As reported by Stow and Pert (1998), analysis of spontaneous speech samples are highly recommended . Phonological assessment of MA's speech samples in the two languages indicated that the child had phonological errors that interfered significantly with speech intelligibility in the two languages .

MA's Percentage Consonant Correct (PCC) and Speech Intelligibility (SI) after each step of therapy are improved in the two languages. PCC did not improved in English language after the second step of therapy because in this step of therapy we corrected / ħ / and / x / sounds which are Arabic sounds.

In this study, MA was a balanced bilingual child, as he was encouraged to speak in both Arabic and English languages almostly in the same degree.

The successful treatment of MA's phonological disorder required forty –three sessions. Therapy was continued for about seven consecutive months. This was coupled with regular work at home under supervision of the father. During therapy, MA showed very good self correction skills. Shriberg and Kwiatkowski (1990) revealed that several factors contributed to successful therapy of phonological disorders: parental input,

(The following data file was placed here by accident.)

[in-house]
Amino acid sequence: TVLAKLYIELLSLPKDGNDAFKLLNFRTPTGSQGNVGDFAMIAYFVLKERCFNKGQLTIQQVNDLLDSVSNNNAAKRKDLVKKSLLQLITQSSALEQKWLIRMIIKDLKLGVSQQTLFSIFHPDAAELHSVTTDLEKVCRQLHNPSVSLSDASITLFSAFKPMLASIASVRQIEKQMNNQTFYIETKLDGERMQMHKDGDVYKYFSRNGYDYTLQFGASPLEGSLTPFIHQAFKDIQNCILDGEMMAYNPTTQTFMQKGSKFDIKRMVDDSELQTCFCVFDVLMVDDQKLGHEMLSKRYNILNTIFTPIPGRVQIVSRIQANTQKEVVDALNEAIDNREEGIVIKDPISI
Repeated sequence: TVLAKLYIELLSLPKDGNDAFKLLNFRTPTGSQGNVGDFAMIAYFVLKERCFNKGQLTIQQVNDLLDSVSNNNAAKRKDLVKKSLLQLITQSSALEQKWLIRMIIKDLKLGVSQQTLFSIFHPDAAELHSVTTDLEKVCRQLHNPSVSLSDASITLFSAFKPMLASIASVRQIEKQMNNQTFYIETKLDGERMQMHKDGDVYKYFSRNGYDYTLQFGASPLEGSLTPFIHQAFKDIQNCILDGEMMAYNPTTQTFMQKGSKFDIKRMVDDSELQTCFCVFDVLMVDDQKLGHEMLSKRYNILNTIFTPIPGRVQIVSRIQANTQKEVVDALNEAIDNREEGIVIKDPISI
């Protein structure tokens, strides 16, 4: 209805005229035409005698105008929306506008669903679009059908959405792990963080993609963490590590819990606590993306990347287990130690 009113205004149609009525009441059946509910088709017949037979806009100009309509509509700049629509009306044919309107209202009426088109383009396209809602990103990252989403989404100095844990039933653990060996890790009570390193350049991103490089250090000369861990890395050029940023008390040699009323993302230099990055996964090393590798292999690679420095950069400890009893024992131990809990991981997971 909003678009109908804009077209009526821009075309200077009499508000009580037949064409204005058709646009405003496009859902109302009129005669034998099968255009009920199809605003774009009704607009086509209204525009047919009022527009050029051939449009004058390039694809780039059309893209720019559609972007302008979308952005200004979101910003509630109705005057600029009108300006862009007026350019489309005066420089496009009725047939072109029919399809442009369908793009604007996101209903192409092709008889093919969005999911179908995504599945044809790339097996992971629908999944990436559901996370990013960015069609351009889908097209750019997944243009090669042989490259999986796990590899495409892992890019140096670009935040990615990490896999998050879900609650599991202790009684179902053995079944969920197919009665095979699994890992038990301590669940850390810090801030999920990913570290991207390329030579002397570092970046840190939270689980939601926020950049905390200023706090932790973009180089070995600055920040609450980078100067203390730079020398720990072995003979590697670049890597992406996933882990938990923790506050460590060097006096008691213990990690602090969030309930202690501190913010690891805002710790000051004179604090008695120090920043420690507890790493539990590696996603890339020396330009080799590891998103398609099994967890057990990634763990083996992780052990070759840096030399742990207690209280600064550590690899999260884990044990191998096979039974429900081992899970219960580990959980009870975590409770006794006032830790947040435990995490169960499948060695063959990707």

Language evaluation of MA using Arabic Language Test (Kotby et al., 1995) revealed that his language was normal for his age. Testing phonology by Articulation Tests for Arabic and English Languages revealed that he had multiple phonological errors. Diagnosis of MA was delayed language affecting phonology, so, we could start correction of

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EL-MINIA MED., BULL., VOL. 19, NO. 1, JAN., 2008

reinforcement schedules, intensive therapy blocks without gaps and enhancement of self monitoring skills.

Mamdouh